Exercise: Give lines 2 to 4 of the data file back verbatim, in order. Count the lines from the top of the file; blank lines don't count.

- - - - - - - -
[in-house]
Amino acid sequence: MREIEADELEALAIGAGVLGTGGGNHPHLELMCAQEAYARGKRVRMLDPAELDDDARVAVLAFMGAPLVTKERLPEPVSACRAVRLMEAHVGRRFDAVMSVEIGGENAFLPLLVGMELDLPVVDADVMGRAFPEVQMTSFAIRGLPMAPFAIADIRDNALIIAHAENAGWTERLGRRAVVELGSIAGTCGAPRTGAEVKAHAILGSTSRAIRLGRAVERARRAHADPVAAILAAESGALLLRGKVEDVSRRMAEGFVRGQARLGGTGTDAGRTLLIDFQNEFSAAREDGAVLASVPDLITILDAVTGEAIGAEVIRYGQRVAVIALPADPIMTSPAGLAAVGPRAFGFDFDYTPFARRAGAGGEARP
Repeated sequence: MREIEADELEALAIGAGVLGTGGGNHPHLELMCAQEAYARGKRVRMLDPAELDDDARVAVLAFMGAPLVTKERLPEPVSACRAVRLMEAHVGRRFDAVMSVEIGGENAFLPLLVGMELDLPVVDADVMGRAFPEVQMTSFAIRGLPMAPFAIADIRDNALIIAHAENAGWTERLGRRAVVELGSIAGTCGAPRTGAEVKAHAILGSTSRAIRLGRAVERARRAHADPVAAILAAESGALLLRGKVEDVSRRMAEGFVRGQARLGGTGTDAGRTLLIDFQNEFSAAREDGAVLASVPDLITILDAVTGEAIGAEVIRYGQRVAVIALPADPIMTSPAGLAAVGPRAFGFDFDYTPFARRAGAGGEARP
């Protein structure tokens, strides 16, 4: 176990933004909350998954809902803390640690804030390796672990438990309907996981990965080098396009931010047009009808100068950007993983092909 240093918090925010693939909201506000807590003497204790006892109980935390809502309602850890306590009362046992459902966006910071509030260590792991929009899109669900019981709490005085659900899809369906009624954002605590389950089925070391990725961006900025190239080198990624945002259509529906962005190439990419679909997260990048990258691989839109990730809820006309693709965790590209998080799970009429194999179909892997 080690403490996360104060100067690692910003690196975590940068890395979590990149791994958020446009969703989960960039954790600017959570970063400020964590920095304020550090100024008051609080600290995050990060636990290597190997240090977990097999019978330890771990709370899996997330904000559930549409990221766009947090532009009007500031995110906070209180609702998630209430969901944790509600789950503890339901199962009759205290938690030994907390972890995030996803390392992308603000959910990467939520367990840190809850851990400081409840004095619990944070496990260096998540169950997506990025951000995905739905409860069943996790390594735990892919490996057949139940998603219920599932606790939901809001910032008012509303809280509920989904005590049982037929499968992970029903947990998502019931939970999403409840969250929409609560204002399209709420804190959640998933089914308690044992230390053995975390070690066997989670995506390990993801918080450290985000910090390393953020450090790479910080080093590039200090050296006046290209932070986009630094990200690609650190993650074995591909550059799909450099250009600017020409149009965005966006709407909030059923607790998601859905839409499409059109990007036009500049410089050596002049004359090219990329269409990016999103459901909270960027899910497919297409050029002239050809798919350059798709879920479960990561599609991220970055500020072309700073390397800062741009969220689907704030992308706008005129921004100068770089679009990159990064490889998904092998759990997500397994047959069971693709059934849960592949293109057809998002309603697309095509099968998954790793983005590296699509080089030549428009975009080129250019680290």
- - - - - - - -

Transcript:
Amino acid sequence: MREIEADELEALAIGAGVLGTGGGNHPHLELMCAQEAYARGKRVRMLDPAELDDDARVAVLAFMGAPLVTKERLPEPVSACRAVRLMEAHVGRRFDAVMSVEIGGENAFLPLLVGMELDLPVVDADVMGRAFPEVQMTSFAIRGLPMAPFAIADIRDNALIIAHAENAGWTERLGRRAVVELGSIAGTCGAPRTGAEVKAHAILGSTSRAIRLGRAVERARRAHADPVAAILAAESGALLLRGKVEDVSRRMAEGFVRGQARLGGTGTDAGRTLLIDFQNEFSAAREDGAVLASVPDLITILDAVTGEAIGAEVIRYGQRVAVIALPADPIMTSPAGLAAVGPRAFGFDFDYTPFARRAGAGGEARP
Repeated sequence: MREIEADELEALAIGAGVLGTGGGNHPHLELMCAQEAYARGKRVRMLDPAELDDDARVAVLAFMGAPLVTKERLPEPVSACRAVRLMEAHVGRRFDAVMSVEIGGENAFLPLLVGMELDLPVVDADVMGRAFPEVQMTSFAIRGLPMAPFAIADIRDNALIIAHAENAGWTERLGRRAVVELGSIAGTCGAPRTGAEVKAHAILGSTSRAIRLGRAVERARRAHADPVAAILAAESGALLLRGKVEDVSRRMAEGFVRGQARLGGTGTDAGRTLLIDFQNEFSAAREDGAVLASVPDLITILDAVTGEAIGAEVIRYGQRVAVIALPADPIMTSPAGLAAVGPRAFGFDFDYTPFARRAGAGGEARP
């Protein structure tokens, strides 16, 4: 176990933004909350998954809902803390640690804030390796672990438990309907996981990965080098396009931010047009009808100068950007993983092909 240093918090925010693939909201506000807590003497204790006892109980935390809502309602850890306590009362046992459902966006910071509030260590792991929009899109669900019981709490005085659900899809369906009624954002605590389950089925070391990725961006900025190239080198990624945002259509529906962005190439990419679909997260990048990258691989839109990730809820006309693709965790590209998080799970009429194999179909892997 080690403490996360104060100067690692910003690196975590940068890395979590990149791994958020446009969703989960960039954790600017959570970063400020964590920095304020550090100024008051609080600290995050990060636990290597190997240090977990097999019978330890771990709370899996997330904000559930549409990221766009947090532009009007500031995110906070209180609702998630209430969901944790509600789950503890339901199962009759205290938690030994907390972890995030996803390392992308603000959910990467939520367990840190809850851990400081409840004095619990944070496990260096998540169950997506990025951000995905739905409860069943996790390594735990892919490996057949139940998603219920599932606790939901809001910032008012509303809280509920989904005590049982037929499968992970029903947990998502019931939970999403409840969250929409609560204002399209709420804190959640998933089914308690044992230390053995975390070690066997989670995506390990993801918080450290985000910090390393953020450090790479910080080093590039200090050296006046290209932070986009630094990200690609650190993650074995591909550059799909450099250009600017020409149009965005966006709407909030059923607790998601859905839409499409059109990007036009500049410089050596002049004359090219990329269409990016999103459901909270960027899910497919297409050029002239050809798919350059798709879920479960990561599609991220970055500020072309700073390397800062741009969220689907704030992308706008005129921004100068770089679009990159990064490889998904092998759990997500397994047959069971693709059934849960592949293109057809998002309603697309095509099968998954790793983005590296699509080089030549428009975009080129250019680290």